The plan didn’t work out how the Yankees expected. From the start Damon looked shaky in left field. That he dropped a few balls early in the season, including in a June game against the Red Sox, did him no favors with the fans. Soon after the drop against the Sox Damon revealed he was having eye trouble, a “fluttering” issue that doctors connected to his caffeine intake. Still, fans tend to remember players who drop fly balls. No one forgot Damon’s infractions.

Not only was there visual evidence of Johnny’s deficiencies in left field, but the go-to defensive stat, Ultimate Zone Rating, ranked Damon among the worst left fielders in the game. After posting a 11.6 UZR/150 in 2008, Damon fell into the negatives in 2009. He ended with a -12.1 per 150 mark in 2009, which seems to confirm the eyeball test. Damon just wasn’t that good in the field in 2009, and at age 36 it’s difficult to project an improvement for 2010.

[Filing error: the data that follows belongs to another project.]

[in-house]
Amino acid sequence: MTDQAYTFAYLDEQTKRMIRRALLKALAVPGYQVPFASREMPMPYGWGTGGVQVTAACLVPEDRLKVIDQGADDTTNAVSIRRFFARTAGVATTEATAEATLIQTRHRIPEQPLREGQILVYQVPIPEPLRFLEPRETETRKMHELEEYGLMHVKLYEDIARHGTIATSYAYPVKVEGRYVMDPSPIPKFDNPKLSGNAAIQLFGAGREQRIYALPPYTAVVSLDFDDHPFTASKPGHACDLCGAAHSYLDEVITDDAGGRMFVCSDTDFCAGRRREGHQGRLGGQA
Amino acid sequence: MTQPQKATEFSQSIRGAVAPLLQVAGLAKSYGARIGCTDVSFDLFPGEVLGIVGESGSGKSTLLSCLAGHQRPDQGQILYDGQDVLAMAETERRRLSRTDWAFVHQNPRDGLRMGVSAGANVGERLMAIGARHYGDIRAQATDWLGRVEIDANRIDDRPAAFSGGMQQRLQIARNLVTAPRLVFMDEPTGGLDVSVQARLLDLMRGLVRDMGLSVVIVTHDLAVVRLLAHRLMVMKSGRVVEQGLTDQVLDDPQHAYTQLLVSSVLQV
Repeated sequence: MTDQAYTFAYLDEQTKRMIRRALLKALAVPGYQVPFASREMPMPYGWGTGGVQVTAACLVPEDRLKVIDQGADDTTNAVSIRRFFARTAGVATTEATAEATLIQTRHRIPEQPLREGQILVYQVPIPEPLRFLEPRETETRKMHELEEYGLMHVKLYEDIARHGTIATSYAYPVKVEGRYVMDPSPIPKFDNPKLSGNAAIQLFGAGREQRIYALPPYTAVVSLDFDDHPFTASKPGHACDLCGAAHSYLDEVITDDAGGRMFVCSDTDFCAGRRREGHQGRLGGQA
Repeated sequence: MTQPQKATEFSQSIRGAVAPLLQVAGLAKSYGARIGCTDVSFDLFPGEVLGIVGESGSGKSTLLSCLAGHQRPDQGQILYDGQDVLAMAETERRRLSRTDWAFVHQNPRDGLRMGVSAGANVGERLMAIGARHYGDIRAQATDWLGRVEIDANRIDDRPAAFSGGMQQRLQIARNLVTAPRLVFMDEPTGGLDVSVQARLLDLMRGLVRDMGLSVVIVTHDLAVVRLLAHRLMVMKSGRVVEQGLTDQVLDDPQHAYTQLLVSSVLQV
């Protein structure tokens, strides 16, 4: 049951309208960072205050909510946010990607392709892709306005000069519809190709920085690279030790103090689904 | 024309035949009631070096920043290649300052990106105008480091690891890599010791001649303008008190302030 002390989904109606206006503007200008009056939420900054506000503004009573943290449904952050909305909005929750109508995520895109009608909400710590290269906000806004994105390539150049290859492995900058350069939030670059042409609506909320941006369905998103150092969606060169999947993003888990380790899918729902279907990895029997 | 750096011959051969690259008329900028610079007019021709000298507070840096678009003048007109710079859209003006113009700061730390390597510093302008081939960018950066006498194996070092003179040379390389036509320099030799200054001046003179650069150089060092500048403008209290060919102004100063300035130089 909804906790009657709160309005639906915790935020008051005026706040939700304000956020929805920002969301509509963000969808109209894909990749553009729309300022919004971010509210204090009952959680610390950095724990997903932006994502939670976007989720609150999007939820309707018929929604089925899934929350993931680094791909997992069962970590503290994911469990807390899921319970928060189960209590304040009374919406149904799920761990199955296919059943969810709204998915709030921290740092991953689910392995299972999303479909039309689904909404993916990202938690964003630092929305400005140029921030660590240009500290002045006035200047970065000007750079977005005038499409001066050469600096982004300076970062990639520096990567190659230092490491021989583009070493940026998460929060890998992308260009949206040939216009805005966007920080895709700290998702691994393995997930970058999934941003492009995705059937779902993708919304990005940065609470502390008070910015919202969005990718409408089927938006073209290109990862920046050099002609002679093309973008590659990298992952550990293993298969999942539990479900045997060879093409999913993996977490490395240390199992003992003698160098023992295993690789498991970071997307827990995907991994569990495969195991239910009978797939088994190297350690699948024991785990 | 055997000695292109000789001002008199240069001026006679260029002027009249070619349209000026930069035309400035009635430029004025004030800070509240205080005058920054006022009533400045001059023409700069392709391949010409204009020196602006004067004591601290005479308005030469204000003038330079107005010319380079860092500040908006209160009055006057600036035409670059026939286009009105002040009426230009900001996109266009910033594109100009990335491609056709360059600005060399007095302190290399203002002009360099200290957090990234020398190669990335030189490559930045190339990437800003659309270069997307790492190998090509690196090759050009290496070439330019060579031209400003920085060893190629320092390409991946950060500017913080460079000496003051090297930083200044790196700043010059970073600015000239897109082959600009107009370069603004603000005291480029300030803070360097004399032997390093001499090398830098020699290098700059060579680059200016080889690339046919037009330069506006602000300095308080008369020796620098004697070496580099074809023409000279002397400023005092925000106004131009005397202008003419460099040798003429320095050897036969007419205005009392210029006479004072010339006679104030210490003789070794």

Still, it’s possible that Damon wasn’t as bad in the field as fans and UZR say. A fan’s opinion is often skewed by a few standout memories, and nothing stood out about Damon’s defense more than his dropped balls and “happy feet” as he got under fly balls. That will leave a negative impression for sure. And while it might be the best known measure of defense — at least of those publicly available — UZR has its shortcomings as well. For instance, it rated Juan Rivera, Carlos Lee, and Raul Ibanez in the positives this season. Those aren’t three players generally considerd good defenders.

I haven’t seen many scouts comment on Johnny Damon’s defense, and even so I’m not inclined to believe an anonymous scout quoted for an article. We’ve seen that too many times, and it often seems like the opinion offered is not of a consensus, but rather just the quote that best fit the writer’s article. The closest thing I’ve seen is Tangotiger’s Fan Scouting Report. The idea is to get a good feel for a player’s defense through a huge sampling of fans. Yet that system seems flawed, though that could just be from underexposure. Damon ranked fairly low on the left field scale, ahead of only the players with terrible defensive reputations: Ibanez, Alfonso Soriano, Manny Ramires, and Delmon Young, etc.